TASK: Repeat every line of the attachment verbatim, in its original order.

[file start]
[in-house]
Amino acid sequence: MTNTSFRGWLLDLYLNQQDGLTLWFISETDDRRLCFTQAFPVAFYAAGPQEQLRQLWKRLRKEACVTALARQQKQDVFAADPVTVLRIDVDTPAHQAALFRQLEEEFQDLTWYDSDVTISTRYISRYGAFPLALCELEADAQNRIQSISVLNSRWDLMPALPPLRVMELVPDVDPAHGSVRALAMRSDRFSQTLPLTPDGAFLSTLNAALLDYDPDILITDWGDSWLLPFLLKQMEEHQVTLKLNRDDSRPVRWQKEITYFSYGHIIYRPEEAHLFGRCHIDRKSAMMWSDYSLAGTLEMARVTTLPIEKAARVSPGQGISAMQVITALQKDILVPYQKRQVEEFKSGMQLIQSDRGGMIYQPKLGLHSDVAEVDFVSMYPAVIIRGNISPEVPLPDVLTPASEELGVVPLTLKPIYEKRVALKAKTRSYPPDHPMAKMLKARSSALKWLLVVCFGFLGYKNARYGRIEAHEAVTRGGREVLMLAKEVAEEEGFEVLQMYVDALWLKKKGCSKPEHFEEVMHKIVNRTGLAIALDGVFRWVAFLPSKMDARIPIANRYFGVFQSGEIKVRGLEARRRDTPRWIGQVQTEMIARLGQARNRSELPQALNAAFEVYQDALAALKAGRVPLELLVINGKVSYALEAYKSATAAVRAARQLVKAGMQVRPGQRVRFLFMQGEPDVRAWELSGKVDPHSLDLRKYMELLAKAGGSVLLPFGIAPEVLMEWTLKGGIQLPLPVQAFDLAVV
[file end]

[in-house]
Amino acid sequence: MTNTSFRGWLLDLYLNQQDGLTLWFISETDDRRLCFTQAFPVAFYAAGPQEQLRQLWKRLRKEACVTALARQQKQDVFAADPVTVLRIDVDTPAHQAALFRQLEEEFQDLTWYDSDVTISTRYISRYGAFPLALCELEADAQNRIQSISVLNSRWDLMPALPPLRVMELVPDVDPAHGSVRALAMRSDRFSQTLPLTPDGAFLSTLNAALLDYDPDILITDWGDSWLLPFLLKQMEEHQVTLKLNRDDSRPVRWQKEITYFSYGHIIYRPEEAHLFGRCHIDRKSAMMWSDYSLAGTLEMARVTTLPIEKAARVSPGQGISAMQVITALQKDILVPYQKRQVEEFKSGMQLIQSDRGGMIYQPKLGLHSDVAEVDFVSMYPAVIIRGNISPEVPLPDVLTPASEELGVVPLTLKPIYEKRVALKAKTRSYPPDHPMAKMLKARSSALKWLLVVCFGFLGYKNARYGRIEAHEAVTRGGREVLMLAKEVAEEEGFEVLQMYVDALWLKKKGCSKPEHFEEVMHKIVNRTGLAIALDGVFRWVAFLPSKMDARIPIANRYFGVFQSGEIKVRGLEARRRDTPRWIGQVQTEMIARLGQARNRSELPQALNAAFEVYQDALAALKAGRVPLELLVINGKVSYALEAYKSATAAVRAARQLVKAGMQVRPGQRVRFLFMQGEPDVRAWELSGKVDPHSLDLRKYMELLAKAGGSVLLPFGIAPEVLMEWTLKGGIQLPLPVQAFDLAVV